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Happy 2012 (and be nice to your readers)

Tuesday, January 3rd, 2012

Happy new year from Good As Gold! My Facebook newsfeed this morning is filled with complaints about sleeping badly, the miserable weather or returning to work (or all three). I hope you’re feeling more positive than the majority of my friends … although I suspect their updates may represent the mood of the nation at large.

One of my 2012 business resolutions is to blog more, so I thought I’d kick off with something that I tucked away this time last year.

Imagine my delight when, on 5 January, I received an unsolicited email newsletter from a leadership management company, with this opening:

Ahhhh the start of another year and all those New Year resolutions have probably already been broken. Back in the same old groove after just 5 days are we? Fancy a change? Fancy something new? Want to try something different? It will take more than a promise to yourself at midnight on New Years Eve after a couple of glasses of shampoo!!

Not only is this badly written, but - worse - it’s patronising, makes assumptions about the reader, and … well, it’s a teeny bit rude. I’d been to the gym that day! I’d eaten my five portions of fruit and veg! I even resisted that enormous slab of Christmas cake at lunchtime.

OK, I’m lying about the cake - but I hope you get my point. Be friendly. Be self-deprecating. Even be personal. Never insult your reader.

Here’s to an Olympic year ahead.

New Year 2012

Friday fun post #003

Friday, May 29th, 2009

Nice viral platform game from the people behind Shakespeare Country: ‘Romeo, Wherefore Art Thou?’

Guide Romeo safely around some of the area’s famous attractions, helping him to rescue Juliet from her balcony.

www.shakespearegame.com

Romeo Wherefore Art Thou?

Friday fun post #002

Friday, May 22nd, 2009

Have you seen this? www94.wolframalpha.com.

Wolfram Alpha is a new search engine which aims to “make all systematic knowledge immediately computable by anyone”. On a simple level, it’s fun to type in your date of birth and find out how many days old you are, or what time the sun set in your hometown on your very first day on this earth.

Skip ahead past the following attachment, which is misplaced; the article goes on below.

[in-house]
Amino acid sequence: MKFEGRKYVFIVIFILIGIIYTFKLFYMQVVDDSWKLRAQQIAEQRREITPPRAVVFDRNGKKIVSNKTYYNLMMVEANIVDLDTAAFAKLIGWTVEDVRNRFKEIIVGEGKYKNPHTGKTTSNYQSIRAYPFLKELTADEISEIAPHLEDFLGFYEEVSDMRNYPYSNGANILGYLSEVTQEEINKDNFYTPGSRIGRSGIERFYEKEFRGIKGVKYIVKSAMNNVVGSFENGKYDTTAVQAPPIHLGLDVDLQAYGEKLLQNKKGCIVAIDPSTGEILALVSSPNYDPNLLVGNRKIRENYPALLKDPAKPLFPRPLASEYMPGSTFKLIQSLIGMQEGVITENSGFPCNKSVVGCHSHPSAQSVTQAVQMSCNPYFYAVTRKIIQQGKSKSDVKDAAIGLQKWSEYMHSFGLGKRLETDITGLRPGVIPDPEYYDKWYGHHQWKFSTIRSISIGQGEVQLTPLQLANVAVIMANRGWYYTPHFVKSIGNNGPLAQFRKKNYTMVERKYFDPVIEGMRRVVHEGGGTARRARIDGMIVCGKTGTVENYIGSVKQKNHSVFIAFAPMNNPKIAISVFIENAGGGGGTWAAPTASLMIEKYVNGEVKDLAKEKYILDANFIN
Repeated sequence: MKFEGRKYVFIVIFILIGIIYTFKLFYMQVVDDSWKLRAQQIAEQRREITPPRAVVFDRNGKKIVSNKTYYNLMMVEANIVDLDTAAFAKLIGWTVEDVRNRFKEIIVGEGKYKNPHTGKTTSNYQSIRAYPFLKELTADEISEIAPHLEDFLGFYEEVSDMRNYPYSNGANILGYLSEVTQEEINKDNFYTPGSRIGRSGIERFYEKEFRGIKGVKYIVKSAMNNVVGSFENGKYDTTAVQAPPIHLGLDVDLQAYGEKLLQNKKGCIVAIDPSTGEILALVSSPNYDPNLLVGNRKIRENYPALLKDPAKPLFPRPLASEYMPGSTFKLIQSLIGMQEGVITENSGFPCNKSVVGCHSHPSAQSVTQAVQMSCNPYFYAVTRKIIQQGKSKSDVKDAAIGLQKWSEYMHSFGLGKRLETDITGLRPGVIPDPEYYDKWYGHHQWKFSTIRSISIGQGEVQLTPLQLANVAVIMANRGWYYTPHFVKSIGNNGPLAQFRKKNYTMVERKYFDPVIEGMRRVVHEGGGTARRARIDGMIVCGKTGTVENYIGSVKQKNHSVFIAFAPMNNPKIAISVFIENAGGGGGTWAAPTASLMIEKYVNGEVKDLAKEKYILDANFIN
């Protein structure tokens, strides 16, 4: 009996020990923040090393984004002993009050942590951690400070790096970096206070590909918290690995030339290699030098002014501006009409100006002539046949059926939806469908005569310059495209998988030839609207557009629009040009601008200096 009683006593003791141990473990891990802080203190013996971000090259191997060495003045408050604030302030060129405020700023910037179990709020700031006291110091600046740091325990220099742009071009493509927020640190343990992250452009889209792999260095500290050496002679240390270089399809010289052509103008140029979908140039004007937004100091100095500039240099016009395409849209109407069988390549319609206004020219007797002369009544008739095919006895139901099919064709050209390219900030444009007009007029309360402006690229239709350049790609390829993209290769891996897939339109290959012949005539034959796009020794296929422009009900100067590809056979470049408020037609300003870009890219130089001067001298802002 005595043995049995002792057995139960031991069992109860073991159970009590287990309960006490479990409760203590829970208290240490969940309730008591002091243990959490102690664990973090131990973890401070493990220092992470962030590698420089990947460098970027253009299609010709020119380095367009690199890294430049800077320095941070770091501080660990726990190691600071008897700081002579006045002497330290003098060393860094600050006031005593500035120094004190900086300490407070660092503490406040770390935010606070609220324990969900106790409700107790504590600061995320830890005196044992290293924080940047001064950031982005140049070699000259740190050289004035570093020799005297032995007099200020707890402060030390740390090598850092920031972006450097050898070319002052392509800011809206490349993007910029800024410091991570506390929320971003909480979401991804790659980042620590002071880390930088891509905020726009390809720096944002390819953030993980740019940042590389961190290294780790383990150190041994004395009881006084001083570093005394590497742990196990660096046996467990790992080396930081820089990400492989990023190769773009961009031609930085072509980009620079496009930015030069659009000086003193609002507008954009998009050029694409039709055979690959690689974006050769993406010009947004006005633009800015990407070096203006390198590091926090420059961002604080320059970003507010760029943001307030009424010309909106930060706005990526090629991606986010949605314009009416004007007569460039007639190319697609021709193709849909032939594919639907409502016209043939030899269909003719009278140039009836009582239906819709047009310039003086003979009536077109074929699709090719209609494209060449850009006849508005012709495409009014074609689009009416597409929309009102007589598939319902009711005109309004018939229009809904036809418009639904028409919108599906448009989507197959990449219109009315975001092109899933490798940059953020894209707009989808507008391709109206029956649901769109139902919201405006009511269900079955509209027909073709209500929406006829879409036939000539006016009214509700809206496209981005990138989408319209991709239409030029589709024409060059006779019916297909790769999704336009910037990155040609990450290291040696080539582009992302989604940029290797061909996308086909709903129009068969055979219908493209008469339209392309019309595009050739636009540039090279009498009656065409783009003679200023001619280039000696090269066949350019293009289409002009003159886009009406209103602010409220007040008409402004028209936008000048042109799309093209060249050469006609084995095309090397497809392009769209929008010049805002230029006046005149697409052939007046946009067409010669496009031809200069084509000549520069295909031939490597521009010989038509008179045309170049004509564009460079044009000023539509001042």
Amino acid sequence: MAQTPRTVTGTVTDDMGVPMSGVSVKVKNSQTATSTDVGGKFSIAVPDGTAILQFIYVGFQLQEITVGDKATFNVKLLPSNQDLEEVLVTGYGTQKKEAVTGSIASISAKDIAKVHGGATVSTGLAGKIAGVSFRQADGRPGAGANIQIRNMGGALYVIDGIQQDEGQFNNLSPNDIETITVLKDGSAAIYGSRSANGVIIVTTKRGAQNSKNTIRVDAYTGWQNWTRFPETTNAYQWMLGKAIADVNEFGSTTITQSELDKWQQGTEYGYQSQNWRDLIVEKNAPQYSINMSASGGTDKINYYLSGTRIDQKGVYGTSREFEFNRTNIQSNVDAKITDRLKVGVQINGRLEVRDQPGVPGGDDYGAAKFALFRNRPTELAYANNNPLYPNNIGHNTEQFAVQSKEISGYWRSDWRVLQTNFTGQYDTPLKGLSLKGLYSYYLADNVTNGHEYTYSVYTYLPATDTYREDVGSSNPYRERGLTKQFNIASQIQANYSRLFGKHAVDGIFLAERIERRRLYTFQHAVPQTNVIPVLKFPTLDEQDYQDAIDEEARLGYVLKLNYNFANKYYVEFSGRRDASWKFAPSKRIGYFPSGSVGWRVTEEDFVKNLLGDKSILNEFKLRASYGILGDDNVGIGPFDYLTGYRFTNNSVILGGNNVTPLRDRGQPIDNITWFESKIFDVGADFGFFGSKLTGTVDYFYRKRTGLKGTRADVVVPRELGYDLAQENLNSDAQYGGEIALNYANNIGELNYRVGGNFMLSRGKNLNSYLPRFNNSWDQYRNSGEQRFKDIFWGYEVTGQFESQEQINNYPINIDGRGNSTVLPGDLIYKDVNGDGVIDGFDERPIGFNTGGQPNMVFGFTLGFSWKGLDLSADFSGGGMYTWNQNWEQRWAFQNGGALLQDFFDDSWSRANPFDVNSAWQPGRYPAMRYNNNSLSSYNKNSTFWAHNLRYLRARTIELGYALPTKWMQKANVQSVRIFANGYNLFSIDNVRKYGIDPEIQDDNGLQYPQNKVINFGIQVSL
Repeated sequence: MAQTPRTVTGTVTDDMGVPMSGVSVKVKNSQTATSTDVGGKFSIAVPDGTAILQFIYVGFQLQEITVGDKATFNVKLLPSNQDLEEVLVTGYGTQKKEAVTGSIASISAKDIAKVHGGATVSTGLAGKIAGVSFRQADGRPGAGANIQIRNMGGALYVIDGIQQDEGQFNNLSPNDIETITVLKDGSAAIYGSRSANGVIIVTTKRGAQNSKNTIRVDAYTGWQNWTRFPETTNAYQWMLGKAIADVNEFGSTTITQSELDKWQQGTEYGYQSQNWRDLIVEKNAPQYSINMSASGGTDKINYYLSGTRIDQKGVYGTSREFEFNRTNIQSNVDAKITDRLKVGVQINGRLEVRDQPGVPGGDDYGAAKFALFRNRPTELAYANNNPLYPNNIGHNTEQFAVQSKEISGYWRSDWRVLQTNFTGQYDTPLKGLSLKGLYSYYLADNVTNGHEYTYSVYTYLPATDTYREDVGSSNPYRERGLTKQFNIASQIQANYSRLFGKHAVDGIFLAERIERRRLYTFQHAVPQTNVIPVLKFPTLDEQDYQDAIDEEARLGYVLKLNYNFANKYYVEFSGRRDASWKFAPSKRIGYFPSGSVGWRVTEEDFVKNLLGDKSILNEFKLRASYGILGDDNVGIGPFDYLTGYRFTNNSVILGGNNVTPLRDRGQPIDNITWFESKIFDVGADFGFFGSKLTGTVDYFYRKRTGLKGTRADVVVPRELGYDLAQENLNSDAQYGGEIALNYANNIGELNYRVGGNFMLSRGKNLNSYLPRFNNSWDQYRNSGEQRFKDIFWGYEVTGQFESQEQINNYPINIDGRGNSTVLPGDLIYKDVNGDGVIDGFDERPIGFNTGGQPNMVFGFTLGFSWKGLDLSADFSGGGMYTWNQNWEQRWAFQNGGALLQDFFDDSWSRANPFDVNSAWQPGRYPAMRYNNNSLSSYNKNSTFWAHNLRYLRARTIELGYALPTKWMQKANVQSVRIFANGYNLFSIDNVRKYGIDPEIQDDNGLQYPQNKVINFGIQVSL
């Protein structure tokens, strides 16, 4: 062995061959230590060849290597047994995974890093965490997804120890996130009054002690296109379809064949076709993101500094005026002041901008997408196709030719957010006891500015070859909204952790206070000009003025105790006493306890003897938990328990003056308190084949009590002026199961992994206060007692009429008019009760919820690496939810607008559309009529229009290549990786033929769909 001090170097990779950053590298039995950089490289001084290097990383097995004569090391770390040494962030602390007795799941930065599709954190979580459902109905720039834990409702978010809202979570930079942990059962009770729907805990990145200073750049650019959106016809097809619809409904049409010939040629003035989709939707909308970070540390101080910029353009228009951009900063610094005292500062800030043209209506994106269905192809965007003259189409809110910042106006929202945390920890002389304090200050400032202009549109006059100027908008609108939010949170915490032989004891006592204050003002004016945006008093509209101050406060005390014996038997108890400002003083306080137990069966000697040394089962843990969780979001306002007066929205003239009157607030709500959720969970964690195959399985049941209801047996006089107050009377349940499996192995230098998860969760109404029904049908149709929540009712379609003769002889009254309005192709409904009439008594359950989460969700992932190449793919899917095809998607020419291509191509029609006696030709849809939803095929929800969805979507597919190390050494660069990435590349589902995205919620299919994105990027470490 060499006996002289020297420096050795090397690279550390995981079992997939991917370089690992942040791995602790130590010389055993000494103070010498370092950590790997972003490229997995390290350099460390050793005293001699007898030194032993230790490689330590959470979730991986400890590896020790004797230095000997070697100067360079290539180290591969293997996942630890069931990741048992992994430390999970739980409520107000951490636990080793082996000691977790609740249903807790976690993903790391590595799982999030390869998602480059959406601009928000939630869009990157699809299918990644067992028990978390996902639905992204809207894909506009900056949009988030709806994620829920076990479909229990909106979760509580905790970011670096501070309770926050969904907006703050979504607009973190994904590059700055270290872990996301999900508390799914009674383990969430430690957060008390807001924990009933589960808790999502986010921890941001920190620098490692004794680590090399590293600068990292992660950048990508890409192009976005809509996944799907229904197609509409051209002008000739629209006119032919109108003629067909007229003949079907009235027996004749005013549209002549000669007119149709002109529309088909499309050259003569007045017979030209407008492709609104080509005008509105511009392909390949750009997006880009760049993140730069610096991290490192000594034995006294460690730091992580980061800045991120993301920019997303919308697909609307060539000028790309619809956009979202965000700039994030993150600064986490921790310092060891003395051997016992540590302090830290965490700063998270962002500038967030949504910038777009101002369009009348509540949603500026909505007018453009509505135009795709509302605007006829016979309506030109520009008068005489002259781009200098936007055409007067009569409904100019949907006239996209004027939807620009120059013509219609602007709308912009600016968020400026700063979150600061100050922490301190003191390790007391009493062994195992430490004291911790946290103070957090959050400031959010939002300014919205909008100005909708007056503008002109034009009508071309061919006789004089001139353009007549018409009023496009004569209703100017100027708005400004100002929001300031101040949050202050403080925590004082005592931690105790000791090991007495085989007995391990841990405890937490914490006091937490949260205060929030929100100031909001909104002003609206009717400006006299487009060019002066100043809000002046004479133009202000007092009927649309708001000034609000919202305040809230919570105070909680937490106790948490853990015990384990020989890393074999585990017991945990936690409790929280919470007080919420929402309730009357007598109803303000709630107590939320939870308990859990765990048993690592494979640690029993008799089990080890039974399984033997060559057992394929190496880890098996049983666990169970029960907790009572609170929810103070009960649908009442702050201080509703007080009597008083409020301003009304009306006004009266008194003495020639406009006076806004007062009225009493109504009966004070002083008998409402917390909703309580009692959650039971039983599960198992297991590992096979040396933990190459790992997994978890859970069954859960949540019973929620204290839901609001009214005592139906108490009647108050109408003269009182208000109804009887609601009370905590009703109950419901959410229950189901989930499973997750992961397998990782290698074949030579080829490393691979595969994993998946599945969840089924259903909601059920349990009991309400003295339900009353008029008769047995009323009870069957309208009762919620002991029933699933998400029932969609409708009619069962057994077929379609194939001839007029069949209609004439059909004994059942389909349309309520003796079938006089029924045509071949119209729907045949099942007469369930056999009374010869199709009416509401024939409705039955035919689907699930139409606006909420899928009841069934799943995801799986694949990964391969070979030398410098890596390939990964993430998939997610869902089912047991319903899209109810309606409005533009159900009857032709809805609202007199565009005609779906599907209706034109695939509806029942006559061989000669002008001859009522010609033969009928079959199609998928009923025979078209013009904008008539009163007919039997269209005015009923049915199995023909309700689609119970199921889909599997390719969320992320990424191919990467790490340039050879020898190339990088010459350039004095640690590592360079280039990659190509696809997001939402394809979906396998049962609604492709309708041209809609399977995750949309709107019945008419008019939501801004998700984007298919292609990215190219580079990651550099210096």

But dig a little deeper and it will give calculations and formulae for just about anything - facts and statistics from the worlds of health and medicine, culture and media, money and finance. I’m hooked!

Metaphors (allegedly) from GCSE English papers

Friday, May 1st, 2009

It’s exam season for many people soon. To celebrate (commiserate?), here’s a list of funny metaphors allegedly taken from GCSE English papers. Like a comedian who does stand-up shows in a holiday camp and therefore never has a holiday, this list has been playing the forwarded-email circuit for years …

Her face was a perfect oval, like a circle that had its two other sides gently compressed by a Thigh Master.
 
His thoughts tumbled in his head, making and breaking alliances like underpants in a tumble dryer.
 
She caught your eye like one of those pointy hook latches that used to dangle from doors and would fly up whenever you banged the door open again.
 
The little boat gently drifted across the pond exactly the way a bowling ball wouldn’t.
 
McMurphy fell 12 storeys, hitting the pavement like a paper bag filled with vegetable soup.
 
Her hair glistened in the rain like nose hair after a sneeze.
 
Her eyes were like two brown circles with big black dots in the centre.